I had a couple people in my class ask me to give them some tips on starting out as a new artist, I am new myself but something that has helped me SO MUCH in just a little amount of time is WARM UPS! Seriously, I am able to draw not only up poses quickly but I noticed more accuracy and my lines are less stiff and boring. It’s super easy too and really doesn’t take long so I thought I’d share to you guys as well some really good starting off exercises I have been doing in the past 3 months.
Tips by Naomi
Originally Posted on: Confessions of an Opinionated Book Geek
Writer’s Block is one of the most difficult parts of being a writer. You finally stop procrastinating, you open your document and…nothing. You just don’t have ideas or the ideas is just on the tip of your tongue. You can feel it, but it’s just not coming out. Here are some tips that help me when I have hit a wall.
1.Read what you have written so far.
Have you already taken a break, had a breather and walked away from the project? Come back to it and read what you have so far. Even if it’s a sentence or an outline. Just read it. You’ll start to edit this, think about that and suddenly ideas will start flooding in. Instead of this happening on page 10, maybe it should be page 20, and so it will lead in to your catalyst, etc. Just reading what you have written down should help get you in the flow of things.
2. Just Write.
I don’t care if it sucks or if it’s stupid or if you hate it. Just put pen to paper, or hand to keyboard. Just start getting the creative flow going. Write anything. Write a monologue, write a conversation between two characters, write your main character’s diary entry, etc. Just write.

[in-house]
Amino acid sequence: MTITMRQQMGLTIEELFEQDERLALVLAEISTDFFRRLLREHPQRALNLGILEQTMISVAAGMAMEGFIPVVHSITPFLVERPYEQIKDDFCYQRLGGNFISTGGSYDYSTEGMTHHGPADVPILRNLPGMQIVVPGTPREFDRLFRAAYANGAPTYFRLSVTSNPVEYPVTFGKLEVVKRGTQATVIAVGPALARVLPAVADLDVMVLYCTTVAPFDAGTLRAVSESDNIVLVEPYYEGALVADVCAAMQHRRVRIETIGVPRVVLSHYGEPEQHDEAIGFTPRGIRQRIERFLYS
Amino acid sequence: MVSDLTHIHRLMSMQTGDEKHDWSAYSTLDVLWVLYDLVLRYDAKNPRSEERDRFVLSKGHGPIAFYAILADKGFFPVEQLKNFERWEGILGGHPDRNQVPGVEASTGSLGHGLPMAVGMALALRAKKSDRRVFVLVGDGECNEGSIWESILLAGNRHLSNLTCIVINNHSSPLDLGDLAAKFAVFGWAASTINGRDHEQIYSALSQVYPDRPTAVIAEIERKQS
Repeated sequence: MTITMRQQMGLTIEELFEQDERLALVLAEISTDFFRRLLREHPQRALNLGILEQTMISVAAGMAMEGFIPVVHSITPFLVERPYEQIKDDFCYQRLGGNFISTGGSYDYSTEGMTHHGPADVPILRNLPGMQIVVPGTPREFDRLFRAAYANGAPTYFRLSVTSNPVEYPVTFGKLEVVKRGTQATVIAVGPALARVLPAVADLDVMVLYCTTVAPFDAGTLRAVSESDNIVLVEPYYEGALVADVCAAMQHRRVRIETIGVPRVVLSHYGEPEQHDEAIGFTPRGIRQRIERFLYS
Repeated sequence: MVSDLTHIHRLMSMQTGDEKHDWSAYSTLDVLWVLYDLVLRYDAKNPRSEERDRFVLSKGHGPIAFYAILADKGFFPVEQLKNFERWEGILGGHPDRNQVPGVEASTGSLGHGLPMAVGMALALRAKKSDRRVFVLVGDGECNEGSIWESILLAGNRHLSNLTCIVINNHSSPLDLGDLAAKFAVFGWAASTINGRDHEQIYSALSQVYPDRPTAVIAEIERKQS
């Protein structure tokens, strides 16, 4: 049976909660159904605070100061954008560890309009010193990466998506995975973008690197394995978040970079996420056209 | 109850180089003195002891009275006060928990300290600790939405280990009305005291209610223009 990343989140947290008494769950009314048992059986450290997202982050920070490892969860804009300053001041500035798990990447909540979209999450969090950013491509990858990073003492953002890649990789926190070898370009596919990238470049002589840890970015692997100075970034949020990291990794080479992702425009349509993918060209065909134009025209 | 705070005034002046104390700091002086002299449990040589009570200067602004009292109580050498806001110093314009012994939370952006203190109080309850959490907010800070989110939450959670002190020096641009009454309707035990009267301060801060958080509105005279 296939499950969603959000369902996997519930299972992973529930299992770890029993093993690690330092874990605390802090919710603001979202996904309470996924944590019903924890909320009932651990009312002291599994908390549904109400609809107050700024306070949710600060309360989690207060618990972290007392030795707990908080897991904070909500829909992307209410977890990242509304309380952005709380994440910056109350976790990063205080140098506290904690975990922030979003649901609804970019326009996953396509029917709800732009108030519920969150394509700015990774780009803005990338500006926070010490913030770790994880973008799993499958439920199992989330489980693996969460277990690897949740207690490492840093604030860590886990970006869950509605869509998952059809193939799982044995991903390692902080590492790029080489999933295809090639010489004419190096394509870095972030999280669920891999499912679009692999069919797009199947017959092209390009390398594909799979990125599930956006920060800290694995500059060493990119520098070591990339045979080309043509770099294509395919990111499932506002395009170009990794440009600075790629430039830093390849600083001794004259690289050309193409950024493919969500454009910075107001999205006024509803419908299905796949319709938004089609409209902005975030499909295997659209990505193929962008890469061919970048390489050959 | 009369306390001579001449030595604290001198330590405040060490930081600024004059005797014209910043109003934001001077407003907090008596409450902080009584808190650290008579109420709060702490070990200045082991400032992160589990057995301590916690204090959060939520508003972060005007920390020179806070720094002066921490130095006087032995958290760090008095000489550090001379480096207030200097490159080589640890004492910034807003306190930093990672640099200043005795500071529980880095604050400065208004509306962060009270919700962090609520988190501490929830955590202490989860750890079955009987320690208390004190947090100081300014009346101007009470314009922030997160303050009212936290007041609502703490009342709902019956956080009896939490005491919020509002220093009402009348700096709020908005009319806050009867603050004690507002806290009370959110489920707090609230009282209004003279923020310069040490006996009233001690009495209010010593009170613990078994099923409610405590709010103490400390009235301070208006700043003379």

Maybe you’re stuck, because there is something you can’t figure out. Or something that doesn’t sit well with you. Start reading about your subject. Are you writing about a dystopian future? Do research on what would happen if there is a WWIII. Research chemical warfare or about a town that has been ravaged by a tsunami. Read about things that are directly connected to your subject and indirectly connected. Interview people who have lived through events similar to the ones that happen in your book. Read a medical journal that covers the disease that your main character has. Get new realities and that will hopefully lead to new ideas.
4. Read a blog or watch an interview with your favorite author.
Listen, lets face it I wish I was Ilona Andrews, Jane Austen or Julia Quinn. Just last week I read Ilona Andrews’ blog and she is struggling with her latest Kate Daniels book. It’s shocking. You’d think after a bunch of your books have been published, you’d be a well oiled machine. Nope, even your favorite writer’s hit a wall. That’s why reading a blog post or watching an interview about them can help.
Books by my favorite authors make me feel amazing and just thinking about their work makes me want to create my own. And it is my dream to make someone feel the way they make me feel. They inspire me to write more and maybe your fave author will inspire you to write more.